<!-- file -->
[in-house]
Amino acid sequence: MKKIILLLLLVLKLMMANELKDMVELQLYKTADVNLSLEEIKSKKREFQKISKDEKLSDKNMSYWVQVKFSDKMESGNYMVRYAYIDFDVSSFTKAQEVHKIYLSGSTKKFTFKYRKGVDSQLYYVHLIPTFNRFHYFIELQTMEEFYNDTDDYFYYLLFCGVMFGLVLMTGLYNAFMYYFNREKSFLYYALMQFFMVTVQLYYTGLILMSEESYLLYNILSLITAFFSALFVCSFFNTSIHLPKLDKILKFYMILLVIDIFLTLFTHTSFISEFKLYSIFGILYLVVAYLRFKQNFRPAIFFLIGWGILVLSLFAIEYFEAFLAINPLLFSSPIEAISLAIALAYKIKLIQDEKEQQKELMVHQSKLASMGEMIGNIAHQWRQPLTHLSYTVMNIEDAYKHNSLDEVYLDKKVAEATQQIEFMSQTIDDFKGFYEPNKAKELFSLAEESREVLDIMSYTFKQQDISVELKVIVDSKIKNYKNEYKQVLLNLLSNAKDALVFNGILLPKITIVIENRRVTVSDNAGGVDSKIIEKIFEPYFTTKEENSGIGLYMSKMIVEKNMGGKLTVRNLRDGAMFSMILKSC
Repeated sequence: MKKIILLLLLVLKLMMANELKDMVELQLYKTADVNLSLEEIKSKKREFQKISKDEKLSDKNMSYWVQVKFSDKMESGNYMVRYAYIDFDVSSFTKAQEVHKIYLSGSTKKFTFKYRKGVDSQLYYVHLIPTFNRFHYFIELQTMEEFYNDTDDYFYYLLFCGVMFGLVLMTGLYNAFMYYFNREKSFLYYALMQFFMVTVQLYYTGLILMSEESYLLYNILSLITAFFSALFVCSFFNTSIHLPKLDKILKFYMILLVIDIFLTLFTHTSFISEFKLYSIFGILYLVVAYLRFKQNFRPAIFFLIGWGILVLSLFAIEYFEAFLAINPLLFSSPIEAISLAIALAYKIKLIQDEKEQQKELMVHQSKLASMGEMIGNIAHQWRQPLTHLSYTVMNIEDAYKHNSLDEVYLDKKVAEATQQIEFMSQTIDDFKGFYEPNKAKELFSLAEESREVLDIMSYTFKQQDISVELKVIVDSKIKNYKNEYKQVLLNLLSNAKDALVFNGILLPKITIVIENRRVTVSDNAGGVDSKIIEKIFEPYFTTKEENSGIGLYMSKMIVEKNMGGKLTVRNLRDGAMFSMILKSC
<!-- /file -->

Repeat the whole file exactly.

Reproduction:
[in-house]
Amino acid sequence: MKKIILLLLLVLKLMMANELKDMVELQLYKTADVNLSLEEIKSKKREFQKISKDEKLSDKNMSYWVQVKFSDKMESGNYMVRYAYIDFDVSSFTKAQEVHKIYLSGSTKKFTFKYRKGVDSQLYYVHLIPTFNRFHYFIELQTMEEFYNDTDDYFYYLLFCGVMFGLVLMTGLYNAFMYYFNREKSFLYYALMQFFMVTVQLYYTGLILMSEESYLLYNILSLITAFFSALFVCSFFNTSIHLPKLDKILKFYMILLVIDIFLTLFTHTSFISEFKLYSIFGILYLVVAYLRFKQNFRPAIFFLIGWGILVLSLFAIEYFEAFLAINPLLFSSPIEAISLAIALAYKIKLIQDEKEQQKELMVHQSKLASMGEMIGNIAHQWRQPLTHLSYTVMNIEDAYKHNSLDEVYLDKKVAEATQQIEFMSQTIDDFKGFYEPNKAKELFSLAEESREVLDIMSYTFKQQDISVELKVIVDSKIKNYKNEYKQVLLNLLSNAKDALVFNGILLPKITIVIENRRVTVSDNAGGVDSKIIEKIFEPYFTTKEENSGIGLYMSKMIVEKNMGGKLTVRNLRDGAMFSMILKSC
Repeated sequence: MKKIILLLLLVLKLMMANELKDMVELQLYKTADVNLSLEEIKSKKREFQKISKDEKLSDKNMSYWVQVKFSDKMESGNYMVRYAYIDFDVSSFTKAQEVHKIYLSGSTKKFTFKYRKGVDSQLYYVHLIPTFNRFHYFIELQTMEEFYNDTDDYFYYLLFCGVMFGLVLMTGLYNAFMYYFNREKSFLYYALMQFFMVTVQLYYTGLILMSEESYLLYNILSLITAFFSALFVCSFFNTSIHLPKLDKILKFYMILLVIDIFLTLFTHTSFISEFKLYSIFGILYLVVAYLRFKQNFRPAIFFLIGWGILVLSLFAIEYFEAFLAINPLLFSSPIEAISLAIALAYKIKLIQDEKEQQKELMVHQSKLASMGEMIGNIAHQWRQPLTHLSYTVMNIEDAYKHNSLDEVYLDKKVAEATQQIEFMSQTIDDFKGFYEPNKAKELFSLAEESREVLDIMSYTFKQQDISVELKVIVDSKIKNYKNEYKQVLLNLLSNAKDALVFNGILLPKITIVIENRRVTVSDNAGGVDSKIIEKIFEPYFTTKEENSGIGLYMSKMIVEKNMGGKLTVRNLRDGAMFSMILKSC